McDonald was a keen yachtsman and outdoorsman and wished for a portable radio that would provide entertainment broadcasts as well as being able to tune into weather, marine and international shortwave stations too. He asked his company's engineers to develop prototypes to meet his criteria and by 1940 they had concept sets that were ready for production.
The Zenith 'T/O' began life in 1942 as the Model 7G605 'Trans-ocean Clipper'. Priced at $75, it was released in January but ceased production in April as Zenith shifted their production to war-related equipment. During this short production run, some 35,000 units were produced and sales data showed that many were sold to customers in the 'above average' income group. However, many also found their way into various theatres of war and in to the hands of appreciative servicemen—demand for a resumption of production at war's end was kept high.
The first post-war T/O was the 8G005Y, designed by Robert Davol Budlong, an industrial design consultant responsible for many of the Zenith radio products. Priced at $125, it was in production from 1946 to 1949. This was replaced in December 1949 by the G500—a 'changeover' model that had updated electronics but the same appearance. The G500 held its price at less than $100 until it was withdrawn in mid-1951.
The H500 'Super Trans-Oceanic' was introduced in May 1951 at an initial price of $99.95. It had a redesigned front face and incorporated many frequency coverage and electronic changes ordered by McDonald. There also was a small production run of "militarized" Trans-Oceanic's, ordered by the U.S. government.
Eugene McDonald died in 1958, but he was personally involved in the design changes to 'his' radio to the very end. In 1958, Zenith introduced the all-new, transistorized Trans-Oceanic. The older tube-based Trans-Oceanic was continued in production until 1962.
In late 1957 the first of several transistorized Trans-Oceanic's were introduced, the Royal 1000. As had always been the case, Commander E. McDonald helped in the design of the 1000. This was to be his last endeavor in the Trans-Oceanic radio, passing away soon after it's introduction. The Royal 1000 had the exact same frequency coverage as the A/B 600 series tube Trans-Oceanic's with the addition of the 13/meter band. The new Royal 1000 also sported an all metal cabinet design with the front cover opening to the down position. The log chart was located inside the flip-down door. Very early Royal 1000s sported a genuine leather covering marked as such. Another first for portable radios was the unique dial scale used in the 1000 & later series of Trans-Oceanic's. The 1000 was designed with a cylinder dial scale that would rotate with the band switch allowing only that particular band scale to show.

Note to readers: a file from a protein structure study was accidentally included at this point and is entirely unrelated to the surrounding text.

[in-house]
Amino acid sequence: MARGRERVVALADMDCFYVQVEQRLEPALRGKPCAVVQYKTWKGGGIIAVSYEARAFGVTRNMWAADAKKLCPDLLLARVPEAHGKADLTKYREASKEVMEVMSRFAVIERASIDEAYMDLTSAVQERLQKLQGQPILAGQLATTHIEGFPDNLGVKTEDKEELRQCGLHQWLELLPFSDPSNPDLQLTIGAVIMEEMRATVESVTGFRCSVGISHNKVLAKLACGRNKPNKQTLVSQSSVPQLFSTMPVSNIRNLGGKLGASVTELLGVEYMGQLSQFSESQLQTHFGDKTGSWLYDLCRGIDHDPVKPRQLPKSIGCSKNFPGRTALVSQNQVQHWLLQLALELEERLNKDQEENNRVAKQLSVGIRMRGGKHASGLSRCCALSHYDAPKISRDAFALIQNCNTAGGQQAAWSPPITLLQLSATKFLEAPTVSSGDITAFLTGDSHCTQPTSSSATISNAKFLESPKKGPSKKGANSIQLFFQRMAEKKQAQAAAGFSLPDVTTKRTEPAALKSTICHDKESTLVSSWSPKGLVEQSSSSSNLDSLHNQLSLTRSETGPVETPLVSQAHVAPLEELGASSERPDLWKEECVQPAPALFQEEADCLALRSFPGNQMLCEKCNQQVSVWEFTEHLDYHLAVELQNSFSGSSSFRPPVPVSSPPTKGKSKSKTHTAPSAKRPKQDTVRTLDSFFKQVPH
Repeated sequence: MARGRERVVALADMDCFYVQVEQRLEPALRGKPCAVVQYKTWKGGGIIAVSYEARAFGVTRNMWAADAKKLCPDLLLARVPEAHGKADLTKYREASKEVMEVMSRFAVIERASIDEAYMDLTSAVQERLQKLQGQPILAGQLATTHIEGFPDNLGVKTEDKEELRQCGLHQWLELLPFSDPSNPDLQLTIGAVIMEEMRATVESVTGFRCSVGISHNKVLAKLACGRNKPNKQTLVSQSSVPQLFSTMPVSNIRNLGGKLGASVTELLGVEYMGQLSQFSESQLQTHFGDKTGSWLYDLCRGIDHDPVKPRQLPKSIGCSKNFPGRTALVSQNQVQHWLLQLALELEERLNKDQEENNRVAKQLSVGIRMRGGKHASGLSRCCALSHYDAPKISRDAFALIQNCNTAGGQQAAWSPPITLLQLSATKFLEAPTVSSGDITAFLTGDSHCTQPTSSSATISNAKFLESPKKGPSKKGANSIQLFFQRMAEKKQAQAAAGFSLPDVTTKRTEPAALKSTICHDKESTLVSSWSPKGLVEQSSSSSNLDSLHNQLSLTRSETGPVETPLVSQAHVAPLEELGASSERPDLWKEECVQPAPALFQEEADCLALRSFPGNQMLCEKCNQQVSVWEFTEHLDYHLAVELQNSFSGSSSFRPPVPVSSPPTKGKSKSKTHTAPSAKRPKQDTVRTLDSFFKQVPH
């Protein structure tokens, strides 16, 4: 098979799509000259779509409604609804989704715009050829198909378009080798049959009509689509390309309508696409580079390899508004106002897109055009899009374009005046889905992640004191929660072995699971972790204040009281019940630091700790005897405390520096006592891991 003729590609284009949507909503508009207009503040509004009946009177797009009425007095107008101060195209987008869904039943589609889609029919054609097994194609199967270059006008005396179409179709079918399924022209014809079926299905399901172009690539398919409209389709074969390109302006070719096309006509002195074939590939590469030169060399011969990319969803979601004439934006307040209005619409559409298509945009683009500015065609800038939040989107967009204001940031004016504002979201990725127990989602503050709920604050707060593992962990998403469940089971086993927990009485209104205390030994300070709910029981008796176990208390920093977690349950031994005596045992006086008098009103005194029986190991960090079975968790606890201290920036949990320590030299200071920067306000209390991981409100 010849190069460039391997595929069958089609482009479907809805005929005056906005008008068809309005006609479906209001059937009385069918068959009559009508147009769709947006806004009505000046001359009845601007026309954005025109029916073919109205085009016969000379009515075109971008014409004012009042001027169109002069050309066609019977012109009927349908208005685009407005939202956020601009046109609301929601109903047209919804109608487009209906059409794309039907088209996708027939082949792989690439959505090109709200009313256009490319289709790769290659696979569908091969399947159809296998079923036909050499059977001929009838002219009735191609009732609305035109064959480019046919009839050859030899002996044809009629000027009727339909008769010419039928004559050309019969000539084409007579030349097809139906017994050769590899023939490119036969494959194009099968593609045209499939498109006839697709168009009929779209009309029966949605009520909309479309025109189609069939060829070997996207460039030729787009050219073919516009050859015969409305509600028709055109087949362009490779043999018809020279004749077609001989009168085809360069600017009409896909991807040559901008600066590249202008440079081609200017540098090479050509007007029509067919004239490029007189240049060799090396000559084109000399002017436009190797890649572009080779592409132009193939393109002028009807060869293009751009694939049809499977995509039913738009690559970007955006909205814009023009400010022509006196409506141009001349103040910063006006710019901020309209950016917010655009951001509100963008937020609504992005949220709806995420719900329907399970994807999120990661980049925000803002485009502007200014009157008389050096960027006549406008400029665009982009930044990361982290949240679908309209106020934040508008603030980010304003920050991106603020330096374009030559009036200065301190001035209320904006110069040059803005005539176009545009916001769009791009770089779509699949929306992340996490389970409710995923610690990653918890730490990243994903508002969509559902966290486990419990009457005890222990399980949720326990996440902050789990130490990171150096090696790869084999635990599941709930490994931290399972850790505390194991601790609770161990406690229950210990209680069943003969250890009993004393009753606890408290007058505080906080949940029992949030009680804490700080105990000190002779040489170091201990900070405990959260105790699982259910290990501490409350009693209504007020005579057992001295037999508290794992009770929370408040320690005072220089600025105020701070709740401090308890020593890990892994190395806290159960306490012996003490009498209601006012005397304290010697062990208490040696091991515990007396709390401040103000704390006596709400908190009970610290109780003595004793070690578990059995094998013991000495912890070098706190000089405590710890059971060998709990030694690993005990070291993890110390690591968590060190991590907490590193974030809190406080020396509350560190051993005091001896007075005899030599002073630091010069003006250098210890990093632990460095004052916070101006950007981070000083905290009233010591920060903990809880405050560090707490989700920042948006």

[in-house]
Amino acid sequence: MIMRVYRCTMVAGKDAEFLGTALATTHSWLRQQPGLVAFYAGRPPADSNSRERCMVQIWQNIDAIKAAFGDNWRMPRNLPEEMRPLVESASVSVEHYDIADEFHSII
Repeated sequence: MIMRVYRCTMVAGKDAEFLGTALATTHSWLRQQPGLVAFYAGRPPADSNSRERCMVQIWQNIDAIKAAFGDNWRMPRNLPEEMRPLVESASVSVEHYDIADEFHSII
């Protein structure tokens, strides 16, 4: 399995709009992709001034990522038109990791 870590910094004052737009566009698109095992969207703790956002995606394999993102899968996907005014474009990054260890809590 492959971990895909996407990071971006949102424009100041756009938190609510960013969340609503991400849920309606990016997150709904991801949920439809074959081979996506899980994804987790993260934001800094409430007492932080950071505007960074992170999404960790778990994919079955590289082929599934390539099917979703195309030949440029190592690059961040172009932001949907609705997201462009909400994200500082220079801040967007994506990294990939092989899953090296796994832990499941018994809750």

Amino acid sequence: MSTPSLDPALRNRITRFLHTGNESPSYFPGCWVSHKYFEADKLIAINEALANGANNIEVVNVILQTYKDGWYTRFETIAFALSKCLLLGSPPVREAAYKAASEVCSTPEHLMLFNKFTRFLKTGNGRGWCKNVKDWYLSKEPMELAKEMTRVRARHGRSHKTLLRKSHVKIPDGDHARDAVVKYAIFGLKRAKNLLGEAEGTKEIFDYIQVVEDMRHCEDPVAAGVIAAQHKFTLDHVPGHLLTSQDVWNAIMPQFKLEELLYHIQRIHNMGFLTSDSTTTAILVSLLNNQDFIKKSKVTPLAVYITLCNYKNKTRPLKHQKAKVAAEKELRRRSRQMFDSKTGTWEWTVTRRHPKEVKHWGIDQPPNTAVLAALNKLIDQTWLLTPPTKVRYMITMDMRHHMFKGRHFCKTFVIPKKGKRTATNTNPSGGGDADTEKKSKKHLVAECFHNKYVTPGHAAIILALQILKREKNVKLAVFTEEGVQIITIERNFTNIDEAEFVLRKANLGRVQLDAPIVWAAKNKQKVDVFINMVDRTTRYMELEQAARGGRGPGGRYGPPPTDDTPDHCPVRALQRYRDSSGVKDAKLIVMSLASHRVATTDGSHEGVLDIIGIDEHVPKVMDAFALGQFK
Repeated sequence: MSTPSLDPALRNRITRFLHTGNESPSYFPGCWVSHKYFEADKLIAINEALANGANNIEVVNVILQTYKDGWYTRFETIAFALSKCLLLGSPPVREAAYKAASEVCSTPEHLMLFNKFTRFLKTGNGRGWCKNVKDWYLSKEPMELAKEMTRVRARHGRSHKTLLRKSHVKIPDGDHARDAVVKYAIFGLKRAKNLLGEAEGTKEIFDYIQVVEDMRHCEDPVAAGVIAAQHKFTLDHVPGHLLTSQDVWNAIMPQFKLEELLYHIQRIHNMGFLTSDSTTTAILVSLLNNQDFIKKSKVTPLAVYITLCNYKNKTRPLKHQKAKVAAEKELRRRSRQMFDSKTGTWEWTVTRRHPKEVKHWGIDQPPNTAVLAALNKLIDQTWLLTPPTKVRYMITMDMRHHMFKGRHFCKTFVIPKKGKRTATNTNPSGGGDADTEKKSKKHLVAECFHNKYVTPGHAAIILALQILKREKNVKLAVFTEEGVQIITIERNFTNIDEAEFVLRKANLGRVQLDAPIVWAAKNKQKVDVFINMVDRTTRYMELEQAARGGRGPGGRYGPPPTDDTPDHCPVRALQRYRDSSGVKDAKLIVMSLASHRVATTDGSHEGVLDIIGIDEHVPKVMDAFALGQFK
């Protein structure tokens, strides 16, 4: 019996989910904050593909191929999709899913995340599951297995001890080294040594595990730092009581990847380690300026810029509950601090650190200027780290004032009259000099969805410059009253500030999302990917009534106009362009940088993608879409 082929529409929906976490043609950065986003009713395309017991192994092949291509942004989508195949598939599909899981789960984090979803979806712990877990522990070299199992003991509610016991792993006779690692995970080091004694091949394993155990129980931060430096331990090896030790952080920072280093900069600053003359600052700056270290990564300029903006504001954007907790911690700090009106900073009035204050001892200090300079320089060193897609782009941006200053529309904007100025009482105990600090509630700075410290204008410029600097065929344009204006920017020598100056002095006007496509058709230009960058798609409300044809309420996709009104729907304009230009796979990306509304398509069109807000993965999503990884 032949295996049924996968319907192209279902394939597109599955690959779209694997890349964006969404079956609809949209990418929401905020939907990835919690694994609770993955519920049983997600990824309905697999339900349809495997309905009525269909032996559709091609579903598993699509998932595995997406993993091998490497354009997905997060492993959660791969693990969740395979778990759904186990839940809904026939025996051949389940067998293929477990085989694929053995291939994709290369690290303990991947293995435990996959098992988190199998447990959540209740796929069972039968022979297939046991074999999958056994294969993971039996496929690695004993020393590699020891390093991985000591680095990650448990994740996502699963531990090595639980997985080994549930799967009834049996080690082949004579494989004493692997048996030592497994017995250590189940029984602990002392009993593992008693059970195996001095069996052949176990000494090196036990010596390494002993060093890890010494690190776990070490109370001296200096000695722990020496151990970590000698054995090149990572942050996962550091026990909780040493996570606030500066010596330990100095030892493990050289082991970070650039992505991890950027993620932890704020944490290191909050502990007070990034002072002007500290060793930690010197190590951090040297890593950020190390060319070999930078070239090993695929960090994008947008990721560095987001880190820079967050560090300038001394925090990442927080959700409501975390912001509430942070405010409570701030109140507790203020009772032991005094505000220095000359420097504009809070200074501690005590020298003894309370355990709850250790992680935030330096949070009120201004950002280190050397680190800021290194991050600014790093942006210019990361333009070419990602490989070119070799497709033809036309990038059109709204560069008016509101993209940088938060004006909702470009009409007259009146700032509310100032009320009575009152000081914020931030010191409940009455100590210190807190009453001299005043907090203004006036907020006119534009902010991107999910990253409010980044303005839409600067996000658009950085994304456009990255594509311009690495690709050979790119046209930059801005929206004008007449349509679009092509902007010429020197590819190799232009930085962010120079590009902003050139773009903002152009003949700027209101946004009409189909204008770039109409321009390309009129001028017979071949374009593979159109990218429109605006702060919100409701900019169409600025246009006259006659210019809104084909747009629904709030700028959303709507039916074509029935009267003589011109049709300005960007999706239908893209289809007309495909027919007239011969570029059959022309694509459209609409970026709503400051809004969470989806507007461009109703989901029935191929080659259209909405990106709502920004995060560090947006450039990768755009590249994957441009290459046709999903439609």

Soon after the introduction of the 1000 model, a second model was added, the Royal 1000D. The only difference was the added LW band covering 150 kHz through 405 kHz just below the AM broadcast band. There were also slight cosmetic differences to distinguish the two models. In "1962" the Royal 3000 was added and the 1000 eliminated while the 1000D remained in production through the 1968 model year. The 3000 added the FM broadcast band and eliminated the 13-meter band. Along with a few cosmetic differences, there wasn't much difference electrically between the new model and earlier 1000 series models.
In 1968 the Royal 7000 series Trans-Oceanic was introduced. The new model sported a completely new look and many improvements over the weaknesses of the earlier 1000/3000 series models. Besides a new look, a BFO was added for SSB/CW reception. Also a wide/narrow filter switch was added for increased selectivity. The 13-meter band was re-introduced along with extended coverage from 1620 kHz through 2000 kHz and the VHF weather band. The electrical design was an improvement in both selectivity and sensitivity. Sound quality was much improved.
The last model Trans-Oceanic was the R7000 series introduced in 1979. This model now had complete coverage from 150 kHz through 30 MHz. Gone was the electrical band spread for improved tuning. The R7000 sported a new electrical design using modular circuit boards instead of the tedious point to point hard wired chassis of all previous models. There were many other new features also such as dual tuning meters, squelch and several added bands such as Air, VHF 144 MHz through 175 MHz. The R7000 was built in Taiwan, while all the models before has been made in the USA.
The new Royal line sold well, but Zenith's lead was steadily eroded. By the time of the release of the 'R7000' in 1979, fierce competition from Sony in Japan—who, with their digital readout tuning dial had, in many ways, a superior product—meant the end of a famous product line.
It is unlikely that this famous family of radios will ever be resurrected though there is a strong following of this most famous series of consumer radio gear. Today the Trans-Oceanic has become a popular radio of both collectors and non-collectors alike.